45. Do you prefer texting or calling?
  46. How many cavities have you had?
  47. Do you like rainbows?
  48. What’s your favorite type of cheese?
  49. Do you believe in astrology?
  50. Are you afraid of heights?
  51. How often do you trim your fingernails?
  52. Do you believe in karma?
  53. Do you like sushi?
  54. What’s your favorite type of bread?
  55. Are you a morning or night showerer?
  56. Do you believe in Santa Claus?
  57. What’s your favorite type of fruit?
  58. Do you like spicy food?
  59. Are you afraid of the dark?
  60. How often do you shave your legs?
  61. Do you believe in love at first sight?
  62. What’s your favorite type of vegetable?
  63. Do you believe in destiny?
  64. Are you afraid of snakes?
  65. How often do you brush your teeth?
  66. Do you believe in the Loch Ness Monster?
  67. What’s your favorite type of meat?
  68. Do you believe in soulmates?
  69. Are you afraid of public speaking?
  70. How often do you change your bed sheets?
  71. Do you believe in the Bermuda Triangle?
  72. What’s your favorite type of pasta?
  73. Do you believe in telekinesis?
  74. Are you afraid of thunderstorms?
  75. How often do you eat fast food?
  76. Do you believe in the power of crystals?
  77. What’s your favorite type of candy?
  78. Do you believe in deja vu?
  79. Are you afraid of flying?
  80. How often do you eat vegetables?
  81. Do you believe in the Illuminati?
  82. What’s your favorite type of cake?
  83. Do you believe in the concept of time travel?
  84. Are you afraid of needles?
  85. How often do you eat fruits?
  86. Do you believe in the existence of mermaids?
  87. What’s your favorite type of pie?
  88. Do you believe in the law of attraction?
  89. Are you afraid of ghosts?
  90. How often do you eat dessert?
  91. Do you believe in the existence of vampires?
  92. What’s your favorite type of cookie?
  93. Do you believe in alien abductions?
  94. Are you afraid of zombies?
  95. How often do you eat snacks?
  96. Do you believe in the existence of werewolves?
  97. What’s your favorite type of chocolate?
  98. Do you believe in the power of positive thinking?
  99. Are you afraid of werewolves?
  100. How often do you eat junk food?
  1. Have you ever been diagnosed with a mental illness?
  2. How often do you experience anxiety or depression?
  3. Do you think you have a split personality?
  4. Have you ever had suicidal thoughts?
  5. How often do you have nightmares?
  6. Are you satisfied with your level of intelligence?
  7. Do you think you have unresolved childhood traumas?
  8. Have you ever been addicted to drugs or alcohol?
  9. Do you often feel like people are watching you?
  10. How often do you engage in self-harming behaviors?

Other Bad Questions You Should Avoid

  1. Leading Questions: Questions that suggest a particular answer or bias the respondent. Example: “Don’t you agree that our product is the best on the market?”
  2. Double-Barreled Questions: Questions that ask about more than one issue at a time, making it difficult for respondents to answer accurately. Example: “Do you find our website easy to navigate and visually appealing?”
  3. Ambiguous Questions: Questions that are unclear or open to interpretation. Example: “How often do you exercise?” (Exercise could mean different activities to different people.)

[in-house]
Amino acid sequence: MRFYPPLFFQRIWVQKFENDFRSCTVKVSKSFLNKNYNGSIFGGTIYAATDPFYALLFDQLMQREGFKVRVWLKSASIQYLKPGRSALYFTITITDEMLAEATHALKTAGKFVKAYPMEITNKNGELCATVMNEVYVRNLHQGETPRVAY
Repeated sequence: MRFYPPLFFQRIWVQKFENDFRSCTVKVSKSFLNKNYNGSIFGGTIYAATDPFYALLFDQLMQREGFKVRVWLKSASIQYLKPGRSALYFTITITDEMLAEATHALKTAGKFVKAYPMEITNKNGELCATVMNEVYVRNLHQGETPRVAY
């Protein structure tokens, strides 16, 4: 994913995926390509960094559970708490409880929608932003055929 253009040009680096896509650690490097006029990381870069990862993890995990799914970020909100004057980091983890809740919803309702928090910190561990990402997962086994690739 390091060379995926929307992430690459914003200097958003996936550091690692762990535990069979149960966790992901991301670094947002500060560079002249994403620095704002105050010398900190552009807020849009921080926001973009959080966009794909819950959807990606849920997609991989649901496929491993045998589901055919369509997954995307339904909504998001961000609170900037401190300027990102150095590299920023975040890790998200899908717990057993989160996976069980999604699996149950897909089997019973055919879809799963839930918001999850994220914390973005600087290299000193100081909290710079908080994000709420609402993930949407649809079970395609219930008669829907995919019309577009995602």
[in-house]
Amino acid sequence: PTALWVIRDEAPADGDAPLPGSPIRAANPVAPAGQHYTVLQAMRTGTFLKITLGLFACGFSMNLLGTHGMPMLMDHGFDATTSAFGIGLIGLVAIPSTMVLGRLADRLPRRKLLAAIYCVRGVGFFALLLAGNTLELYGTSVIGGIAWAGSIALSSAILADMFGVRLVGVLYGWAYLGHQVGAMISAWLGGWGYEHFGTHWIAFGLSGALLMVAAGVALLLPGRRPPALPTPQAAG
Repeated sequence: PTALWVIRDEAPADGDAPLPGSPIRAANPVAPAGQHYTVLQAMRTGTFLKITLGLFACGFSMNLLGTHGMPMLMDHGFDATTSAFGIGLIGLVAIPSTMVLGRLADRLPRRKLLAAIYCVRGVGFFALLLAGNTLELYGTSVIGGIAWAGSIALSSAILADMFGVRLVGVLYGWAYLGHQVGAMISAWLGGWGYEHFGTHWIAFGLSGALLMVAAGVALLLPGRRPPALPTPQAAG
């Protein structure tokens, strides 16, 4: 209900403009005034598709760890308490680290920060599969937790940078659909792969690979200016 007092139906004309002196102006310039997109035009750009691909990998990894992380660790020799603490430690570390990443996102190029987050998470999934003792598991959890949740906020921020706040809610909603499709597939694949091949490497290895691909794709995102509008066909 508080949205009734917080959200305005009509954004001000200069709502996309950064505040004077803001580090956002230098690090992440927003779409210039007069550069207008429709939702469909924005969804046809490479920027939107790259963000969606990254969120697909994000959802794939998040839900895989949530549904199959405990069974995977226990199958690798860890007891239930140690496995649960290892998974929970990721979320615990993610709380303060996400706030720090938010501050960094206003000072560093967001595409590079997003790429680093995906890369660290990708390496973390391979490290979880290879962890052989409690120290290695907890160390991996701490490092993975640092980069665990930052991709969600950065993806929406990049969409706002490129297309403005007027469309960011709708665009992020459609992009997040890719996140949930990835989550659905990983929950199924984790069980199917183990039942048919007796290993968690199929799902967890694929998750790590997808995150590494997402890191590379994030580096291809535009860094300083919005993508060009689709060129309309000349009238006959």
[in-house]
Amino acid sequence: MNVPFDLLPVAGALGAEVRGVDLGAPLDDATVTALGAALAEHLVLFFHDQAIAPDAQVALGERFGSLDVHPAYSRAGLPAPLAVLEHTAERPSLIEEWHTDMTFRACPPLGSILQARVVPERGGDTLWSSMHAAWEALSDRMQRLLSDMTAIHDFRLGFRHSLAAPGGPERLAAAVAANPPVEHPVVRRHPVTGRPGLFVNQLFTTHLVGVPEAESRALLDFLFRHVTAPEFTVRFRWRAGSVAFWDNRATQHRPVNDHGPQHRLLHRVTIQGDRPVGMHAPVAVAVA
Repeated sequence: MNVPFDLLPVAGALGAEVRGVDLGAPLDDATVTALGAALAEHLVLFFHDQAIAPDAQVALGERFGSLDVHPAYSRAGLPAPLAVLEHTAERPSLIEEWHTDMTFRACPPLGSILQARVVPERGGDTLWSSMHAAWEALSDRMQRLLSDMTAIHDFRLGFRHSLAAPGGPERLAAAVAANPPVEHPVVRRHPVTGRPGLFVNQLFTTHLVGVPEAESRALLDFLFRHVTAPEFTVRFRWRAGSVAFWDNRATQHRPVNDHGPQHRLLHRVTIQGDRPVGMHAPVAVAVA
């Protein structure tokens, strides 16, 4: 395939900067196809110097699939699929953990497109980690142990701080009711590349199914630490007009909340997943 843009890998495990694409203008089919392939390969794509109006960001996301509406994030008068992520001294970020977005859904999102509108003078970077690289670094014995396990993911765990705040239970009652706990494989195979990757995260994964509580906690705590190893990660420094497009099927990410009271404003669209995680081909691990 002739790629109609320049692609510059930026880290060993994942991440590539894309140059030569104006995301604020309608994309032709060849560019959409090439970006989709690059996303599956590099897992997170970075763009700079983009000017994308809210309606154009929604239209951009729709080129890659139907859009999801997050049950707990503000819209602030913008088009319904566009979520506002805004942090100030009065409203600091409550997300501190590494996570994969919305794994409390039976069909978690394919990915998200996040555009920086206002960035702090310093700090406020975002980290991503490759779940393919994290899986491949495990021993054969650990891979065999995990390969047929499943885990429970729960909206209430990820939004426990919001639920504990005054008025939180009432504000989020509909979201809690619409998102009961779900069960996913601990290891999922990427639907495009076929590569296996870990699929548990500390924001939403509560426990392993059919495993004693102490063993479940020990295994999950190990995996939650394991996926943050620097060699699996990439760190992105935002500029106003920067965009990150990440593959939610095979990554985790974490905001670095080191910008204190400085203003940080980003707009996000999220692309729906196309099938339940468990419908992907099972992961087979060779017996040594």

4. Loaded Questions: Questions that contain emotionally charged or controversial language. Example: “Do you still support policies that harm the environment?”
  5. Biased Questions: Questions that steer respondents toward a particular response through wording or context. Example: “Considering the economic benefits, do you support outsourcing jobs overseas?”
  6. Assumptive Questions: Questions that assume facts not in evidence. Example: “How much do you enjoy using our new and improved app?” (Assumes the respondent finds the app enjoyable.)
  7. Overly Complex Questions: Questions that are overly long, convoluted, or difficult to understand. Example: “In relation to the current market trends and your personal financial goals, how likely are you to invest in a diversified portfolio over the next fiscal quarter?”
  8. Invasive Questions: Questions that pry into personal or private matters unnecessarily. Example: “How much do you weigh?”
  9. Hypothetical Questions: Questions that ask respondents to speculate about situations they may not have experienced. Example: “How would you feel if you lost your job tomorrow?”
  10. Irrelevant Questions: Questions that have no bearing on the survey’s objectives or the respondent’s experiences. Example: “What’s your favorite type of music?” in a survey about customer satisfaction with a mobile phone service.

Frequently Asked Questions

Are there any common mistakes to avoid when writing survey questions?

Yes, such as using jargon, assuming knowledge, or asking leading questions.

How can I improve my survey question writing skills?

Practice writing clear and unbiased questions, and seek feedback from others.

Can bad survey questions harm the reputation of my organization?

Yes, they may create a negative impression of your company’s professionalism and competence.


The importance of well-crafted survey questions cannot be overstated. Bad survey questions can lead to inaccurate data, misinterpretation, and ultimately flawed decision-making.

Researchers and organizations must invest time and effort into designing clear, unbiased, and relevant survey questions to ensure the reliability and validity of their data.

Let’s commit to improving our survey question skills and striving for excellence in gathering meaningful data that truly reflects the needs and opinions of our target audience.